As brand new parents, we’re told about all the potential safety hazards there are in our everyday lives. From cabinet drawers to toilet seats and everything in-between, we’re told to do this and do that to make our environment “child-proof.” This is drilled into our heads and we feel guilty any time something new comes out and we didn’t know about it in advance. Such as, which bug spray to use; will mosquitos give my child malaria?; what foods should they stay away from?; should they get vaccinated?; or, is there a risk of autism?—the list goes on and on.
Parents are conditioned to be paranoid about their children from the start. As they grow older, we’re supposed to be tutors for their education, helping them understand subjects where they might be weak. We’re cheerleaders and coaches in their youth sports, along with any other extra-curricular activities. We must make sure they eat healthy and stay in shape, preventing childhood obesity while being careful not to go in the other direction toward Bulimia or Anorexia, which can be worse. Being their healthcare custodians, making sure they take the right medications in the correct dosages, and only when needed.
The bottom line is, we’re responsible for anything and everything that happens to them growing up. Then, when they get a little older, we start to hear a slightly different message. We’re told to make sure we’re not overprotective, or we’ll be labeled a “helicopter parent.” Suddenly, out of the blue, it seems we’re now supposed to tread carefully through the minefield that is parenting. Protect without over-protecting, care for them, but not to the extent you prevent them from experiencing healthy, fun and educational moments in life.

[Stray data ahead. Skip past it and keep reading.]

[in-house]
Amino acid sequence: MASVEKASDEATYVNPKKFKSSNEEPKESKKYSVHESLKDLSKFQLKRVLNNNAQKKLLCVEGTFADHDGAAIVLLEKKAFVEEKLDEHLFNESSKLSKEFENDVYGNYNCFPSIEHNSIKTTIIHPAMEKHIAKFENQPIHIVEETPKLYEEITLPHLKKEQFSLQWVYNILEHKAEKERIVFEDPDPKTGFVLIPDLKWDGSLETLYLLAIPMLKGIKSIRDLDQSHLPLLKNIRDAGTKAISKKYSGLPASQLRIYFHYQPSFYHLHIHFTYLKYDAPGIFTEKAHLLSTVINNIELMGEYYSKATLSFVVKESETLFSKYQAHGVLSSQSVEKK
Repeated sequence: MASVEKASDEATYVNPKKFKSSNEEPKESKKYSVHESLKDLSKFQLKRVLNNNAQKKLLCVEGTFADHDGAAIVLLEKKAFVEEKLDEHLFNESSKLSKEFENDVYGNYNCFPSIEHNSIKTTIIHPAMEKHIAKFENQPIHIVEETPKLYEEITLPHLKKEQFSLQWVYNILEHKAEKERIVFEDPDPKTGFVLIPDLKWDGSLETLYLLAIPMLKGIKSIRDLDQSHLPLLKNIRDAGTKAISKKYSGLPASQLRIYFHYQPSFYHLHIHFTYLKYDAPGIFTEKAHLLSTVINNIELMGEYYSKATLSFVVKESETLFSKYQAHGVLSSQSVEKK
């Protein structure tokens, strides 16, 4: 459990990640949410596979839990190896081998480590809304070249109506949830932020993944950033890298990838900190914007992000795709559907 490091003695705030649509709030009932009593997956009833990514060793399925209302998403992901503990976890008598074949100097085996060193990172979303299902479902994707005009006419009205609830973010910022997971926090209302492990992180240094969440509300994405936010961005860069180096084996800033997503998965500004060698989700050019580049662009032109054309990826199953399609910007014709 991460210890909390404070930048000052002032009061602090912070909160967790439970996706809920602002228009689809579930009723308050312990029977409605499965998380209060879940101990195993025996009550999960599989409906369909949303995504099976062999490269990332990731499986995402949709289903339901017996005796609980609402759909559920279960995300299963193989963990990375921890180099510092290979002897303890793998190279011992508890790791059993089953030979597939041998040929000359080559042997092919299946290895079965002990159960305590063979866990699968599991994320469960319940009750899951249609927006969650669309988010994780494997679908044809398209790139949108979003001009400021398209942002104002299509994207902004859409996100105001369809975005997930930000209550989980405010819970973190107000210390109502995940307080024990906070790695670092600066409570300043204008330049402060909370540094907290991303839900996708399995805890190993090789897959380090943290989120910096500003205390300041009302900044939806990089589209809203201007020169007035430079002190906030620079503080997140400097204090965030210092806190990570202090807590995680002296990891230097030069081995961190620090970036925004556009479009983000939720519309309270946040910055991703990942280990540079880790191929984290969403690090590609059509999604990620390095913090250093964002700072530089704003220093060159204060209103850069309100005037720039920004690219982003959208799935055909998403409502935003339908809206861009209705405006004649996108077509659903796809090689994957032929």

Unfortunately, as confusing as it all can be, almost all of it is credible; at least at the time, we’re supposed to be doing these things. After all, the younger they are, the more protection they need. The older they become, that’s when it gets a little trickier. Parents, who’ve become conditioned to think in a protective manner, find it hard to suddenly switch gears and allow their children to fail, make mistakes, and sometimes fall flat on their face, metaphorically. And yet, this is necessary and just as important in the long run.
It’s interesting how the parenting paradigm shifts as the children grow and mature. If you’re not careful, you can get left behind in the protective mode too long and not realize it until they’re too far along to make a difference. No one says it’s easy. Knowing the action your child is taking may lead to problems that they will have to work through and find solutions to can be gut-wrenching for parents. It’s challenging to bite our tongues, withhold our tried and true advice, and simply let them learn at their own pace—and yet, it must be done sometimes.
Parenting is not for the weary. It changes and challenges us constantly. It tests our nerves, our stamina, and our very wits about us at times. But in the end, it’s just part of the job. Nevertheless, in spite of the learning curve, going from watching them give you hugs and kisses and never wanting you to say goodbye, to having them move towards more independence and fewer public displays of affection, only to eventually come back around later in life and appreciate all that you did for them—for this, it’s all worth it. Nothing else compares.